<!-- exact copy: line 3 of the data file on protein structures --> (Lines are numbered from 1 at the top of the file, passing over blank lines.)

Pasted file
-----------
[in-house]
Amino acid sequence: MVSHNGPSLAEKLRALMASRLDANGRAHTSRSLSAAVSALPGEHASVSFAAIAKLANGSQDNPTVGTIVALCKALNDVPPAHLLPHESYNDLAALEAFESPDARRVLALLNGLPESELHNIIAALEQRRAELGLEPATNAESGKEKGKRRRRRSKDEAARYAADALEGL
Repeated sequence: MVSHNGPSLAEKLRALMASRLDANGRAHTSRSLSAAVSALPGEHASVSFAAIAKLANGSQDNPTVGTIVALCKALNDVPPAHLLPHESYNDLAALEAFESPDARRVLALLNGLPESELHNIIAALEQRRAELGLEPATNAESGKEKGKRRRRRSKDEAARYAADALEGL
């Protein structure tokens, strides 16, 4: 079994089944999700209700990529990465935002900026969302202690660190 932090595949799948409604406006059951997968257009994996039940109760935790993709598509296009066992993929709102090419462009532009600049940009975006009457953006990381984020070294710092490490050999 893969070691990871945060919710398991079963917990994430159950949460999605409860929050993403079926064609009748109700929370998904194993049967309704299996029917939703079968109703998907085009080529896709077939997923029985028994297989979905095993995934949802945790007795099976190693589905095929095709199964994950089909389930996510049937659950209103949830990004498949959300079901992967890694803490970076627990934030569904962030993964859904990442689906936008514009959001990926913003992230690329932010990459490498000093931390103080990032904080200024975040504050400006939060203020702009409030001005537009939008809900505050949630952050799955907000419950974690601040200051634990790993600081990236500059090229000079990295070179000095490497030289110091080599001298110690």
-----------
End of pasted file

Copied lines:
Repeated sequence: MVSHNGPSLAEKLRALMASRLDANGRAHTSRSLSAAVSALPGEHASVSFAAIAKLANGSQDNPTVGTIVALCKALNDVPPAHLLPHESYNDLAALEAFESPDARRVLALLNGLPESELHNIIAALEQRRAELGLEPATNAESGKEKGKRRRRRSKDEAARYAADALEGL